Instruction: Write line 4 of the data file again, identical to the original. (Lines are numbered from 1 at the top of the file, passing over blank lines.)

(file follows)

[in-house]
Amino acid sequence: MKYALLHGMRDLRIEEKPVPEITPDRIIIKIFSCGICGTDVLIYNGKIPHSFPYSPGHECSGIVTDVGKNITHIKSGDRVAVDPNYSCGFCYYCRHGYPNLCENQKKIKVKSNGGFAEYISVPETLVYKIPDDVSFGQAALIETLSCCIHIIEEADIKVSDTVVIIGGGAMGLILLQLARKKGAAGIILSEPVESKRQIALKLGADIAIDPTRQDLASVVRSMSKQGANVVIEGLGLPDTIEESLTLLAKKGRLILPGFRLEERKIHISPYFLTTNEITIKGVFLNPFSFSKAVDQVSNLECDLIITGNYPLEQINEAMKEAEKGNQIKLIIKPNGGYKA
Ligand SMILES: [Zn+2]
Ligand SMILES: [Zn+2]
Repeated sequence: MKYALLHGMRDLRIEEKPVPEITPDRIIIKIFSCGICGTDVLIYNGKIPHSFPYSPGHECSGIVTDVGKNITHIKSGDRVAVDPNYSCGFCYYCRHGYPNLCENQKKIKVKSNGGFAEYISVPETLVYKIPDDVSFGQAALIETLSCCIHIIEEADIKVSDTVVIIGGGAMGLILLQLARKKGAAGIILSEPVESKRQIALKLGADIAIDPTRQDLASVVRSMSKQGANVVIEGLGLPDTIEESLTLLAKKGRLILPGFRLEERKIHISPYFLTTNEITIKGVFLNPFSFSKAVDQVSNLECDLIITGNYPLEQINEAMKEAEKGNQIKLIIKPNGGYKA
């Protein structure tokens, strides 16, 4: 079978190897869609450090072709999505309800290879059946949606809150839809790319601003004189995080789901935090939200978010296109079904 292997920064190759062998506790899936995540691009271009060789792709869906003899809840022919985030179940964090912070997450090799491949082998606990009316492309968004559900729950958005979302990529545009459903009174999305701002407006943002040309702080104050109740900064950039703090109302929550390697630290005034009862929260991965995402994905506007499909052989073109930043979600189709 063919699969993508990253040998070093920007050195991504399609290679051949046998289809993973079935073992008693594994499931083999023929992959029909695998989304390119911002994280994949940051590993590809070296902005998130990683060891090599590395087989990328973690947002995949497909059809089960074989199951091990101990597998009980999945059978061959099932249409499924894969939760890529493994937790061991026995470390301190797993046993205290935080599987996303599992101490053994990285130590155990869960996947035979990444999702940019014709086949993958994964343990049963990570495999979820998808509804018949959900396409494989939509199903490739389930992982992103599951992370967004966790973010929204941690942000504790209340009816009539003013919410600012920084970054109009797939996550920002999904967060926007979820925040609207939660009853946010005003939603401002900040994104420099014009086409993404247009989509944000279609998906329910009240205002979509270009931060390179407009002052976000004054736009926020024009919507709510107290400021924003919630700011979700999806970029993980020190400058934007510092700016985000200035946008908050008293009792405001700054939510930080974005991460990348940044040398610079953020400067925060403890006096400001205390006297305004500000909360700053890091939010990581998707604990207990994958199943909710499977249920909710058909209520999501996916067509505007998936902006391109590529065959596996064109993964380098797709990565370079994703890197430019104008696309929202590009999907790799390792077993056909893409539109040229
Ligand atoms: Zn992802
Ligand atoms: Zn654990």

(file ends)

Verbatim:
Ligand SMILES: [Zn+2]